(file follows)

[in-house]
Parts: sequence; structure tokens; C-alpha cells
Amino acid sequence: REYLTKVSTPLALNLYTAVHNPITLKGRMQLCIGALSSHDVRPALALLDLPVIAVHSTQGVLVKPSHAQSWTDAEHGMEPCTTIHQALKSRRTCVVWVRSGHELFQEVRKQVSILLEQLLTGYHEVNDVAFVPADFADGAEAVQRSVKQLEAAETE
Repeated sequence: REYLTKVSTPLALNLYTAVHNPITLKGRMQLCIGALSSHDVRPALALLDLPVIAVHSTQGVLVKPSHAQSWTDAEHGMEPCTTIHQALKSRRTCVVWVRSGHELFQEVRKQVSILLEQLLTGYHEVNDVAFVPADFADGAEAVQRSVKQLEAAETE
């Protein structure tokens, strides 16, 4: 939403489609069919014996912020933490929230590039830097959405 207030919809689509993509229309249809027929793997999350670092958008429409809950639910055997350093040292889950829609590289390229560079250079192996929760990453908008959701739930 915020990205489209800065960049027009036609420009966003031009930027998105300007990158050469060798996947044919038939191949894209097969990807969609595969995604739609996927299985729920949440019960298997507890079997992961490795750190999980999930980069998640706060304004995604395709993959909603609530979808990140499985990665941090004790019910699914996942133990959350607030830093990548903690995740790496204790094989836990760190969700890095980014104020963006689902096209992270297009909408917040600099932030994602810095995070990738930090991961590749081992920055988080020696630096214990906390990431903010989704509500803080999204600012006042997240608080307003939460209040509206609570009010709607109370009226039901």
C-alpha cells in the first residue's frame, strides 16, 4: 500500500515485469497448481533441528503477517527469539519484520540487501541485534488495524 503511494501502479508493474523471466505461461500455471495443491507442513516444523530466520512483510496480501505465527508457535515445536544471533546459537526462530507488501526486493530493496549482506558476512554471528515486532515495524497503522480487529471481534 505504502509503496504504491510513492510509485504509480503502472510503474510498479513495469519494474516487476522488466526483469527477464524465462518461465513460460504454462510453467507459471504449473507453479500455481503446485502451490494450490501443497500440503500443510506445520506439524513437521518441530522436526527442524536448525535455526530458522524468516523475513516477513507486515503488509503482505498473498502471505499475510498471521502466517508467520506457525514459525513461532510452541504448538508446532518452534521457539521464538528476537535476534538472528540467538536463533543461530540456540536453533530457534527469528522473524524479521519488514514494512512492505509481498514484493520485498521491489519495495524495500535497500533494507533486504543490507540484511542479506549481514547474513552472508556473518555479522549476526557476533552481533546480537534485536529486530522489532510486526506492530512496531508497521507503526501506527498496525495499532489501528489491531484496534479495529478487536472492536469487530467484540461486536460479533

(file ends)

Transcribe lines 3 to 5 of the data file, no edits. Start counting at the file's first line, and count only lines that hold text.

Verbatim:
Amino acid sequence: REYLTKVSTPLALNLYTAVHNPITLKGRMQLCIGALSSHDVRPALALLDLPVIAVHSTQGVLVKPSHAQSWTDAEHGMEPCTTIHQALKSRRTCVVWVRSGHELFQEVRKQVSILLEQLLTGYHEVNDVAFVPADFADGAEAVQRSVKQLEAAETE
Repeated sequence: REYLTKVSTPLALNLYTAVHNPITLKGRMQLCIGALSSHDVRPALALLDLPVIAVHSTQGVLVKPSHAQSWTDAEHGMEPCTTIHQALKSRRTCVVWVRSGHELFQEVRKQVSILLEQLLTGYHEVNDVAFVPADFADGAEAVQRSVKQLEAAETE
């Protein structure tokens, strides 16, 4: 939403489609069919014996912020933490929230590039830097959405 207030919809689509993509229309249809027929793997999350670092958008429409809950639910055997350093040292889950829609590289390229560079250079192996929760990453908008959701739930 915020990205489209800065960049027009036609420009966003031009930027998105300007990158050469060798996947044919038939191949894209097969990807969609595969995604739609996927299985729920949440019960298997507890079997992961490795750190999980999930980069998640706060304004995604395709993959909603609530979808990140499985990665941090004790019910699914996942133990959350607030830093990548903690995740790496204790094989836990760190969700890095980014104020963006689902096209992270297009909408917040600099932030994602810095995070990738930090991961590749081992920055988080020696630096214990906390990431903010989704509500803080999204600012006042997240608080307003939460209040509206609570009010709607109370009226039901």